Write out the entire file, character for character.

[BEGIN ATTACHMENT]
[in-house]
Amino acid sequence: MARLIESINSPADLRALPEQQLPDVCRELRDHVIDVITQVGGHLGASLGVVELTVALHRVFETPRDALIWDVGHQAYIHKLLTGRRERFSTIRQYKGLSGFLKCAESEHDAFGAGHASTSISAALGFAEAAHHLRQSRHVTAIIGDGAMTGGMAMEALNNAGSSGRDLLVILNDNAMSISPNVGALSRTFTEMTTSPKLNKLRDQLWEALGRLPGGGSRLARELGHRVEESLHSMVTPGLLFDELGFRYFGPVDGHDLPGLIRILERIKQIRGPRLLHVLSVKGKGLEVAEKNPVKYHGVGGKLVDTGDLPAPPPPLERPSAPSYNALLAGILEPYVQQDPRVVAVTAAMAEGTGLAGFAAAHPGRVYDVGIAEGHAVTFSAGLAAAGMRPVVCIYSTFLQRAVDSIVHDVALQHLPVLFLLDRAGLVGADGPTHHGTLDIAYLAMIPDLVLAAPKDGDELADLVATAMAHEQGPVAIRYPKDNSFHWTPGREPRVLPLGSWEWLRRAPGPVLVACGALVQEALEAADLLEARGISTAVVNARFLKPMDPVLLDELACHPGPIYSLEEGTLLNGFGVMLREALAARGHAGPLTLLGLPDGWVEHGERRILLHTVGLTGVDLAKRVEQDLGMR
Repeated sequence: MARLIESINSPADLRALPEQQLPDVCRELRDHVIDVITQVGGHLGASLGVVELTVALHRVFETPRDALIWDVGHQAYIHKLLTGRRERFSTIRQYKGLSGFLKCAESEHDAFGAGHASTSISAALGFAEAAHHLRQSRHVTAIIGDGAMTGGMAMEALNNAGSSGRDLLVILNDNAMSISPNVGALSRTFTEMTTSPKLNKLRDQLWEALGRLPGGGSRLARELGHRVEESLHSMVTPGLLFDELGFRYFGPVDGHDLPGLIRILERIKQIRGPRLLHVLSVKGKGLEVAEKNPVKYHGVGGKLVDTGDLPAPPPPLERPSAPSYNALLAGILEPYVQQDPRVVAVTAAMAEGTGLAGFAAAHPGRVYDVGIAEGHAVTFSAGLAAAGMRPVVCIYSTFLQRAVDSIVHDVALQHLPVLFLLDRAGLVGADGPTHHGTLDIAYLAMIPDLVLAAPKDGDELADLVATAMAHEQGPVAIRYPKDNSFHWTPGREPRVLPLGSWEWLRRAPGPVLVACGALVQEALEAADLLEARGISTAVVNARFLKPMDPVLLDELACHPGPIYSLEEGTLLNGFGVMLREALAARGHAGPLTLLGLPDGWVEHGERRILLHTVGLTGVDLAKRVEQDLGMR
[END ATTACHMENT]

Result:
[in-house]
Amino acid sequence: MARLIESINSPADLRALPEQQLPDVCRELRDHVIDVITQVGGHLGASLGVVELTVALHRVFETPRDALIWDVGHQAYIHKLLTGRRERFSTIRQYKGLSGFLKCAESEHDAFGAGHASTSISAALGFAEAAHHLRQSRHVTAIIGDGAMTGGMAMEALNNAGSSGRDLLVILNDNAMSISPNVGALSRTFTEMTTSPKLNKLRDQLWEALGRLPGGGSRLARELGHRVEESLHSMVTPGLLFDELGFRYFGPVDGHDLPGLIRILERIKQIRGPRLLHVLSVKGKGLEVAEKNPVKYHGVGGKLVDTGDLPAPPPPLERPSAPSYNALLAGILEPYVQQDPRVVAVTAAMAEGTGLAGFAAAHPGRVYDVGIAEGHAVTFSAGLAAAGMRPVVCIYSTFLQRAVDSIVHDVALQHLPVLFLLDRAGLVGADGPTHHGTLDIAYLAMIPDLVLAAPKDGDELADLVATAMAHEQGPVAIRYPKDNSFHWTPGREPRVLPLGSWEWLRRAPGPVLVACGALVQEALEAADLLEARGISTAVVNARFLKPMDPVLLDELACHPGPIYSLEEGTLLNGFGVMLREALAARGHAGPLTLLGLPDGWVEHGERRILLHTVGLTGVDLAKRVEQDLGMR
Repeated sequence: MARLIESINSPADLRALPEQQLPDVCRELRDHVIDVITQVGGHLGASLGVVELTVALHRVFETPRDALIWDVGHQAYIHKLLTGRRERFSTIRQYKGLSGFLKCAESEHDAFGAGHASTSISAALGFAEAAHHLRQSRHVTAIIGDGAMTGGMAMEALNNAGSSGRDLLVILNDNAMSISPNVGALSRTFTEMTTSPKLNKLRDQLWEALGRLPGGGSRLARELGHRVEESLHSMVTPGLLFDELGFRYFGPVDGHDLPGLIRILERIKQIRGPRLLHVLSVKGKGLEVAEKNPVKYHGVGGKLVDTGDLPAPPPPLERPSAPSYNALLAGILEPYVQQDPRVVAVTAAMAEGTGLAGFAAAHPGRVYDVGIAEGHAVTFSAGLAAAGMRPVVCIYSTFLQRAVDSIVHDVALQHLPVLFLLDRAGLVGADGPTHHGTLDIAYLAMIPDLVLAAPKDGDELADLVATAMAHEQGPVAIRYPKDNSFHWTPGREPRVLPLGSWEWLRRAPGPVLVACGALVQEALEAADLLEARGISTAVVNARFLKPMDPVLLDELACHPGPIYSLEEGTLLNGFGVMLREALAARGHAGPLTLLGLPDGWVEHGERRILLHTVGLTGVDLAKRVEQDLGMR